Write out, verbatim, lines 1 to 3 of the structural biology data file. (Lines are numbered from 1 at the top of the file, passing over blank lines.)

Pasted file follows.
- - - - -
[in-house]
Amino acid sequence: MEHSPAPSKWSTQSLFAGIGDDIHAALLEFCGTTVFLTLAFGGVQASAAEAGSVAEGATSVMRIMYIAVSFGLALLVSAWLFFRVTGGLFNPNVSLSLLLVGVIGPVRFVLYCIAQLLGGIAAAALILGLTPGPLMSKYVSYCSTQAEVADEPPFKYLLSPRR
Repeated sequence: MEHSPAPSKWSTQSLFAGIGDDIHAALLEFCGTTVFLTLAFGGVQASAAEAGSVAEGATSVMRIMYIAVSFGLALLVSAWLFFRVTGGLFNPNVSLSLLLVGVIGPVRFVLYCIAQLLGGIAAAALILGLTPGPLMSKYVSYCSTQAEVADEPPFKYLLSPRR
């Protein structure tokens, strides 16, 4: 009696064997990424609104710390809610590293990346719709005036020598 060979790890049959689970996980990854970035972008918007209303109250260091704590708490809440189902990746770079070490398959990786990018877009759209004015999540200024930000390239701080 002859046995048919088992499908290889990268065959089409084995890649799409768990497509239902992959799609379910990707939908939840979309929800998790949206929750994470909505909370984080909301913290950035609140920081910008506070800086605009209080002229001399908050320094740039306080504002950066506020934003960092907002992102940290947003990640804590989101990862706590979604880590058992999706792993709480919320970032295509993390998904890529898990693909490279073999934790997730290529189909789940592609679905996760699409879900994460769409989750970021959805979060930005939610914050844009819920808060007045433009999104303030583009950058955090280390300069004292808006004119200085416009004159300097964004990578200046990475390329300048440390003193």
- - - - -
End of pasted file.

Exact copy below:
[in-house]
Amino acid sequence: MEHSPAPSKWSTQSLFAGIGDDIHAALLEFCGTTVFLTLAFGGVQASAAEAGSVAEGATSVMRIMYIAVSFGLALLVSAWLFFRVTGGLFNPNVSLSLLLVGVIGPVRFVLYCIAQLLGGIAAAALILGLTPGPLMSKYVSYCSTQAEVADEPPFKYLLSPRR
Repeated sequence: MEHSPAPSKWSTQSLFAGIGDDIHAALLEFCGTTVFLTLAFGGVQASAAEAGSVAEGATSVMRIMYIAVSFGLALLVSAWLFFRVTGGLFNPNVSLSLLLVGVIGPVRFVLYCIAQLLGGIAAAALILGLTPGPLMSKYVSYCSTQAEVADEPPFKYLLSPRR